A: So, we would get into a problem if the vaccine incorporates itself into your DNA. The Johnson and Johnson vaccine is a little different from the Moderna and Pfizer vaccines, which use mRNA. This provides a way for the body to see a foreign substance, and that foreign substance is related to the COVID-19 virus.

That causes your body to produce antibodies. The foreign substance is inactivated, so you’re not going to get the virus, but you will get the antibody based on the mRNA coming into your body.

With the Johnson & Johnson vaccine, it’s kind of the same thing where a foreign body comes into your body and produces an antibody response, but it’s a different method of going about it. But all three are quite effective in doing the job.

Q: Should individuals trying to get pregnant be concerned about fertility problems related to the vaccine?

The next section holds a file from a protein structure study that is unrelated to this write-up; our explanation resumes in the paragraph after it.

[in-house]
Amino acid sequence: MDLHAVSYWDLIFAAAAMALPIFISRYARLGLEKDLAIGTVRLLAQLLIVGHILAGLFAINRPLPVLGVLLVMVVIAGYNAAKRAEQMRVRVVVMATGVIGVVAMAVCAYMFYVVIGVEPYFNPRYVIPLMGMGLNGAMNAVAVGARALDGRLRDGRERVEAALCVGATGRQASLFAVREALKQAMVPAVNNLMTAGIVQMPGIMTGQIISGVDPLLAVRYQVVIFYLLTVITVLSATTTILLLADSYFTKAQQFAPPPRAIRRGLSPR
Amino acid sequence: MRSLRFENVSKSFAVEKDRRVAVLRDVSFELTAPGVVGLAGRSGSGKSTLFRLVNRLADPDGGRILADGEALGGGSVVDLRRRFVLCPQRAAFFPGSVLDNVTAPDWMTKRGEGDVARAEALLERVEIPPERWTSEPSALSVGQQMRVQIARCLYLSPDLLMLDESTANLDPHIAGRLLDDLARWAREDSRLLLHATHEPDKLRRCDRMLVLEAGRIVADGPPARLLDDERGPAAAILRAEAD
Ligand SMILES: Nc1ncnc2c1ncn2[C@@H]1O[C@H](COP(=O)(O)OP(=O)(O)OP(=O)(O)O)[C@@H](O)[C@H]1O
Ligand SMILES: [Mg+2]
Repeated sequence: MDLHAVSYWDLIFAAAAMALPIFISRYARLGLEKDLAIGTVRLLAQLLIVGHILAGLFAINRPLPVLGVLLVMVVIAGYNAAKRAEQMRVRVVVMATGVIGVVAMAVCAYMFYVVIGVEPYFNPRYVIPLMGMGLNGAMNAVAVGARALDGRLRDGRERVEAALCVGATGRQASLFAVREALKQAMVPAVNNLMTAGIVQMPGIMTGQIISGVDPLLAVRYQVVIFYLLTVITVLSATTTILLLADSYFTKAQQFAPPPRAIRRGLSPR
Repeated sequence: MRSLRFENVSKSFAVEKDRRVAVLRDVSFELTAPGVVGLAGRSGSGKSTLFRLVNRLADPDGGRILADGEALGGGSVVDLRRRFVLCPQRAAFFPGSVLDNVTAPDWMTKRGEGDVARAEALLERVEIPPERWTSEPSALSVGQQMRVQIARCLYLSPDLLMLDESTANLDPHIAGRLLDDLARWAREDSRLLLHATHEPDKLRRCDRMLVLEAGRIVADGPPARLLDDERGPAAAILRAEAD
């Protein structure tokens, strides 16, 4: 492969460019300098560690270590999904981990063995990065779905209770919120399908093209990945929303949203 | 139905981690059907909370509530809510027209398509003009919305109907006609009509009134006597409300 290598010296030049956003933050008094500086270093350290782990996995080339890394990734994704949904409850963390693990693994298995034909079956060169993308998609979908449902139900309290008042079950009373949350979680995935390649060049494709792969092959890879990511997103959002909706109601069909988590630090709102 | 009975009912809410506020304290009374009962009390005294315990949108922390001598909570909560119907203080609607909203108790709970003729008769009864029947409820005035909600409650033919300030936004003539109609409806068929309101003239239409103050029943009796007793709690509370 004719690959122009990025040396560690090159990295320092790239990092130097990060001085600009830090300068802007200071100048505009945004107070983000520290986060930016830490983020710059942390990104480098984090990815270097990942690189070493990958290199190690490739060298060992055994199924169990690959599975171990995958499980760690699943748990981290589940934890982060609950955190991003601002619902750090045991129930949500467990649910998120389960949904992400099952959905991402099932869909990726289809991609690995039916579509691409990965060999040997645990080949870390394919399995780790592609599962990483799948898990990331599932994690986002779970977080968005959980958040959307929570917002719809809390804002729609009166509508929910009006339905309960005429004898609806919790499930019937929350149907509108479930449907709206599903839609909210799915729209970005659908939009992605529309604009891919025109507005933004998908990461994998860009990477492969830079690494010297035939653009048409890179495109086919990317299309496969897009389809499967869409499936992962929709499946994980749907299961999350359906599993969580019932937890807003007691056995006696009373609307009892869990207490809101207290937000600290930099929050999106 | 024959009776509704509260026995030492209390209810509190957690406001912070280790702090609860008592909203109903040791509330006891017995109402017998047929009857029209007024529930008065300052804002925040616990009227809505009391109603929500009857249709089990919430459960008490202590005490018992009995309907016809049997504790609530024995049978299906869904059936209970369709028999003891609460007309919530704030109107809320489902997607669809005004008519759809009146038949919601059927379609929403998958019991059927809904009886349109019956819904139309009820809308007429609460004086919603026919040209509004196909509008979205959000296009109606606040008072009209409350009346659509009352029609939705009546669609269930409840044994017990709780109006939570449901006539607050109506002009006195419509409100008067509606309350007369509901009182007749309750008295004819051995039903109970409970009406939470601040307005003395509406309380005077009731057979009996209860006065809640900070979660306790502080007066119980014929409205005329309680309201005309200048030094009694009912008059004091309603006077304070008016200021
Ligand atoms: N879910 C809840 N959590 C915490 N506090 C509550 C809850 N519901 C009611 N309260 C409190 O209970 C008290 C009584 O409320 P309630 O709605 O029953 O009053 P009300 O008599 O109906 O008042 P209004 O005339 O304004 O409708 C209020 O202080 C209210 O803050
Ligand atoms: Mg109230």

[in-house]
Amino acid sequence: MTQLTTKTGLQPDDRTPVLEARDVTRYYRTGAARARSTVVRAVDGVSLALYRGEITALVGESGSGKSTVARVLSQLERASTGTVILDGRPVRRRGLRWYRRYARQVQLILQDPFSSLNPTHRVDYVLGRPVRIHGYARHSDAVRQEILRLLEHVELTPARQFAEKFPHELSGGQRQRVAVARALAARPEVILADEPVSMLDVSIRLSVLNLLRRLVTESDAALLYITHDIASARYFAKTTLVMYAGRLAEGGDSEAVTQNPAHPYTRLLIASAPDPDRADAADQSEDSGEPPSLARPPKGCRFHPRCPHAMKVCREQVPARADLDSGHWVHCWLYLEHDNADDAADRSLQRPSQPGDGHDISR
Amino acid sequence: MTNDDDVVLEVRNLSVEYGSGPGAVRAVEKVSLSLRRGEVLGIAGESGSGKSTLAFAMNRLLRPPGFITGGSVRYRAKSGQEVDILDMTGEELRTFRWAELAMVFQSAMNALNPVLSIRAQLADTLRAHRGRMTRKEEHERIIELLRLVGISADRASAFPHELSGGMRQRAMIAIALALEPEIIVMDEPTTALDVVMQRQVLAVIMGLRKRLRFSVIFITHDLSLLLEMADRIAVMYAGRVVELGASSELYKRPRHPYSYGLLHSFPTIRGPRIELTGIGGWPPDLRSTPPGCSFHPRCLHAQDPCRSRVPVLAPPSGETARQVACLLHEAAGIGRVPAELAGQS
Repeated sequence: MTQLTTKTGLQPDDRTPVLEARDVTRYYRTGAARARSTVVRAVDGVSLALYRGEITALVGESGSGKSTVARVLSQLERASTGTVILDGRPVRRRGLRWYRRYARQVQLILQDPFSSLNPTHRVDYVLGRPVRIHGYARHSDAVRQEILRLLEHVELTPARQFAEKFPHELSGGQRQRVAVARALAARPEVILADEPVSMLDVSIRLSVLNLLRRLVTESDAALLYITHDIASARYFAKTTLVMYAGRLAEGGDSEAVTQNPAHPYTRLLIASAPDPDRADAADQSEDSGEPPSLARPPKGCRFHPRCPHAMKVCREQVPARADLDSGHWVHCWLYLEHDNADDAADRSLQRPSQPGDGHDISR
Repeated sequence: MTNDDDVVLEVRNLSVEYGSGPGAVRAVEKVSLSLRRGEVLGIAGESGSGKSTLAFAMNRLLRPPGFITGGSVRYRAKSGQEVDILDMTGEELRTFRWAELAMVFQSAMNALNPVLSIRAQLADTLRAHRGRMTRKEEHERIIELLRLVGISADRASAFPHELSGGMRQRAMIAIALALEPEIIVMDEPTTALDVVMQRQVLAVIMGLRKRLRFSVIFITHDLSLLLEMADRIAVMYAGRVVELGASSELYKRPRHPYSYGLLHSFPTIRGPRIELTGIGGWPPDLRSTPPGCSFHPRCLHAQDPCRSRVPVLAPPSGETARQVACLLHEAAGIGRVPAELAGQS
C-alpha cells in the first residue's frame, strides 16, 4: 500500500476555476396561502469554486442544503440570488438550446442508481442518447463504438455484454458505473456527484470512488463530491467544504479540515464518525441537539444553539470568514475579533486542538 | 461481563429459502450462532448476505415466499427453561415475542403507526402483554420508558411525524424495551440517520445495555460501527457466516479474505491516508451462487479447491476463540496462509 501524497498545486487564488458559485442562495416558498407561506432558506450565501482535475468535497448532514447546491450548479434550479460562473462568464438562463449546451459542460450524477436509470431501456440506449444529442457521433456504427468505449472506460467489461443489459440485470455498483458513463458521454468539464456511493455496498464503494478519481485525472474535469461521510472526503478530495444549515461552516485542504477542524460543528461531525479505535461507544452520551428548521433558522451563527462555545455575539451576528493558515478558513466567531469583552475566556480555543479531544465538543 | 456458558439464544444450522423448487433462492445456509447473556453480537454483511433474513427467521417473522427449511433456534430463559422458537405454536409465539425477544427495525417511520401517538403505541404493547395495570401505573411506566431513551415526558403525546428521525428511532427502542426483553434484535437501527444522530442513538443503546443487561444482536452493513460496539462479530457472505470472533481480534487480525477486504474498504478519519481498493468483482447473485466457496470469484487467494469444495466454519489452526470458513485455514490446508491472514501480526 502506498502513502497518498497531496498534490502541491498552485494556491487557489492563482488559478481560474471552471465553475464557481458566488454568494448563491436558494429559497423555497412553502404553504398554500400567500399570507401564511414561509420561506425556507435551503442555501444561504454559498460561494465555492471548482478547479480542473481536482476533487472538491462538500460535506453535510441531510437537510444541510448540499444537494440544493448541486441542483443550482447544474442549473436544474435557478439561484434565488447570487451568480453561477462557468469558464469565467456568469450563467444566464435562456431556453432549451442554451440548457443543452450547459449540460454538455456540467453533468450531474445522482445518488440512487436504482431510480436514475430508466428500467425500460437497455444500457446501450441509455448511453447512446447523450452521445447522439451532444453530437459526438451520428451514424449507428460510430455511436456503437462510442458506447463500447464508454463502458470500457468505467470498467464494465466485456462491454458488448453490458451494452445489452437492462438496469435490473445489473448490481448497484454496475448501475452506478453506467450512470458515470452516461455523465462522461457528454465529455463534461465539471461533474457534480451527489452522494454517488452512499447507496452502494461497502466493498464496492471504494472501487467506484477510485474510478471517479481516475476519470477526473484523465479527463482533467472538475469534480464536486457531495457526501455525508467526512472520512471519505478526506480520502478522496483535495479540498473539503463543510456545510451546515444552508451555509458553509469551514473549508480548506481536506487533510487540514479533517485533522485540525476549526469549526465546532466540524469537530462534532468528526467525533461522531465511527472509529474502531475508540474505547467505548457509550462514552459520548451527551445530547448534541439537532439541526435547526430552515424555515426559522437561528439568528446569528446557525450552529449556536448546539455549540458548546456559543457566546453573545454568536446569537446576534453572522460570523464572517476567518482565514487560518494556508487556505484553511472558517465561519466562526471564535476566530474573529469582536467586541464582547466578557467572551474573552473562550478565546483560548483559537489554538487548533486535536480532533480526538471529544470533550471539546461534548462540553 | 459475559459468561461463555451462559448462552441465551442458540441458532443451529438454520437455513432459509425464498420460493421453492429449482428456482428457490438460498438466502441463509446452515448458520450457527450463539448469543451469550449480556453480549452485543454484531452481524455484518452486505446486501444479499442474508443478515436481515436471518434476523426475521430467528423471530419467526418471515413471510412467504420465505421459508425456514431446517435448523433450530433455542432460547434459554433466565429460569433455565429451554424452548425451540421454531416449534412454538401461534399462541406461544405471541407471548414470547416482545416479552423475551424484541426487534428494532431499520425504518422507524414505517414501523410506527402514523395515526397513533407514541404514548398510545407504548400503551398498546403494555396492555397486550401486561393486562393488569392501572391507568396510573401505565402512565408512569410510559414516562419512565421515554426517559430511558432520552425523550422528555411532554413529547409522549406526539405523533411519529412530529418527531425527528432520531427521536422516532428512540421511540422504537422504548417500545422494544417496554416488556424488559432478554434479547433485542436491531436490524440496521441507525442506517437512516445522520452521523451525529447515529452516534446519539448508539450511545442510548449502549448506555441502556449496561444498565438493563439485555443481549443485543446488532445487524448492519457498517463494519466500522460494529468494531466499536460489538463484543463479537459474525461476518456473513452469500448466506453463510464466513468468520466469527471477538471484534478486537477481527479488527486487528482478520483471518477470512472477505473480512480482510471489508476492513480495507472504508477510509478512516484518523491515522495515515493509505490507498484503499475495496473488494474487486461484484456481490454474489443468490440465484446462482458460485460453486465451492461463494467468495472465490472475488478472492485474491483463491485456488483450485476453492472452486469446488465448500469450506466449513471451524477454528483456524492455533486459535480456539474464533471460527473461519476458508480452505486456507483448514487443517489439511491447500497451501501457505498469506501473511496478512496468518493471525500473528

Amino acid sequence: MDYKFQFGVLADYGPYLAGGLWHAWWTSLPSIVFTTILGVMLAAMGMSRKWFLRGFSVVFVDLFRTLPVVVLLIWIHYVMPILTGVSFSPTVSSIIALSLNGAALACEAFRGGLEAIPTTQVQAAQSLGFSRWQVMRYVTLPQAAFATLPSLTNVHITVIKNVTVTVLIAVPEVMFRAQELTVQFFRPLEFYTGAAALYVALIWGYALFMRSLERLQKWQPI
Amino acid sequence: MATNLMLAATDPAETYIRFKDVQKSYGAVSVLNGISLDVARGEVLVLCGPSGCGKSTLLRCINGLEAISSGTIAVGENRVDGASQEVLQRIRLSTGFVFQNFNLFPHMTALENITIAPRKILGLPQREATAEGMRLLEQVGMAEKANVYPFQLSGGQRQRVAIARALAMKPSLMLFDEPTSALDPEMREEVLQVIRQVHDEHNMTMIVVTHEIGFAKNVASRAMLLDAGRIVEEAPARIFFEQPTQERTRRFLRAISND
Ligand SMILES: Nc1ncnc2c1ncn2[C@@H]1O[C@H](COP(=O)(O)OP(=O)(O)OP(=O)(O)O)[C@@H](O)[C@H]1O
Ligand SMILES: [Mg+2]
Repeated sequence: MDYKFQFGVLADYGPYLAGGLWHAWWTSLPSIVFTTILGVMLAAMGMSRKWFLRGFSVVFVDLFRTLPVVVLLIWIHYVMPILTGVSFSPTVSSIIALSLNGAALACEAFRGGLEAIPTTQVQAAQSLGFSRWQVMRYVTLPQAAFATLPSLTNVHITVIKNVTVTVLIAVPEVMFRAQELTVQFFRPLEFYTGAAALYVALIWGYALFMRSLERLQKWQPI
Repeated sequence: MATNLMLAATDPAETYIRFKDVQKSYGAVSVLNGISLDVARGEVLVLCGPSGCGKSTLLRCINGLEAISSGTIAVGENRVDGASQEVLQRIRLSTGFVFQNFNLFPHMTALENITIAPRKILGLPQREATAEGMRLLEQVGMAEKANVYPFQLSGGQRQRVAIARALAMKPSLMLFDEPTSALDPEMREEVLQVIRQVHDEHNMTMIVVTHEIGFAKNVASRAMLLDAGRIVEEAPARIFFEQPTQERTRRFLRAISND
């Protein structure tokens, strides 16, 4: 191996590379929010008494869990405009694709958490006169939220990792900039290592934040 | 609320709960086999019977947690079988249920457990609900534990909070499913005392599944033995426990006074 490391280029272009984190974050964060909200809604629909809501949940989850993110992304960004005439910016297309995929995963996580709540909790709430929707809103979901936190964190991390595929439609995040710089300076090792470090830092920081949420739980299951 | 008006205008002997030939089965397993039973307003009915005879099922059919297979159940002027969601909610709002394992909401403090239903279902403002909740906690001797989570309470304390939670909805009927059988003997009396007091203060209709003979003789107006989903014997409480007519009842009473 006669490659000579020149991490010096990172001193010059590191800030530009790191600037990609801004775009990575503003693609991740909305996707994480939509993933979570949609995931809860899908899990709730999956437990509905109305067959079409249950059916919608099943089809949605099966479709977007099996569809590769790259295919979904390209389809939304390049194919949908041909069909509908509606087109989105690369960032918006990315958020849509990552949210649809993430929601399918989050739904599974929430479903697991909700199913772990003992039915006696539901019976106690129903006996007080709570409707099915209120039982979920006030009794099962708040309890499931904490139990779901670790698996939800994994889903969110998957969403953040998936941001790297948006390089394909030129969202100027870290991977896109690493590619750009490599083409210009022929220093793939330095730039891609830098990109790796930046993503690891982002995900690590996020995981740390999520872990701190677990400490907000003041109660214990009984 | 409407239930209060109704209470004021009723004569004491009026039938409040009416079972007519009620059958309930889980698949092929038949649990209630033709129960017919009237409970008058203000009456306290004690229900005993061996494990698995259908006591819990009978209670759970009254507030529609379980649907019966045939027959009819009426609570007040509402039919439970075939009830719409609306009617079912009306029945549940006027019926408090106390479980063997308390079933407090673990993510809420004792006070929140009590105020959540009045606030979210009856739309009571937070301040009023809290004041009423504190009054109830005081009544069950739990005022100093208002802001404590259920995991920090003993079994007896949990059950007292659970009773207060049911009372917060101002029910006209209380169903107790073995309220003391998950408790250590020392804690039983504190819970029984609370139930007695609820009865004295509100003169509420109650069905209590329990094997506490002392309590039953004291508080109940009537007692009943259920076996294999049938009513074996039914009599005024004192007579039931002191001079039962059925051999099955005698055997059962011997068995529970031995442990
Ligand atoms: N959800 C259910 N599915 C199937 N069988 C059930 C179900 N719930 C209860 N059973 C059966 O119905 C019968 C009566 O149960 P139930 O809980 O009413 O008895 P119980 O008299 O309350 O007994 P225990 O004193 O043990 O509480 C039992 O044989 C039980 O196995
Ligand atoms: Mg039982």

A: Without getting really technical, the main thing is that the vaccine does not incorporate itself into your DNA. So, it is almost impossible for the vaccine to affect someone’s fertility.

Q: Is there any other advice you would give women concerned about the vaccine?

A: I think that it’s very important for everyone to get empowered and do their own research. The problem that I find with everybody — and this is with everything — are the sources of our research. Google, Facebook, Twitter and TikTok are probably not the best resources to use.

One resource with regards to this topic would be acog.org. They even have a box when you first go to the page that deals with a lot of COVID-19 resources. So, I would encourage you to do that instead of going to your Facebook feed to get answers. I think that’s where we have a lot of our trouble with regards to disinformation.

If you make the decision to not get a vaccine, that will not affect a health practitioner from taking care of you. So, I just want people to throw that out the window. We are going to take care of you regardless. We just really highly encourage people to get the vaccine for their safety, baby’s safety and for the world.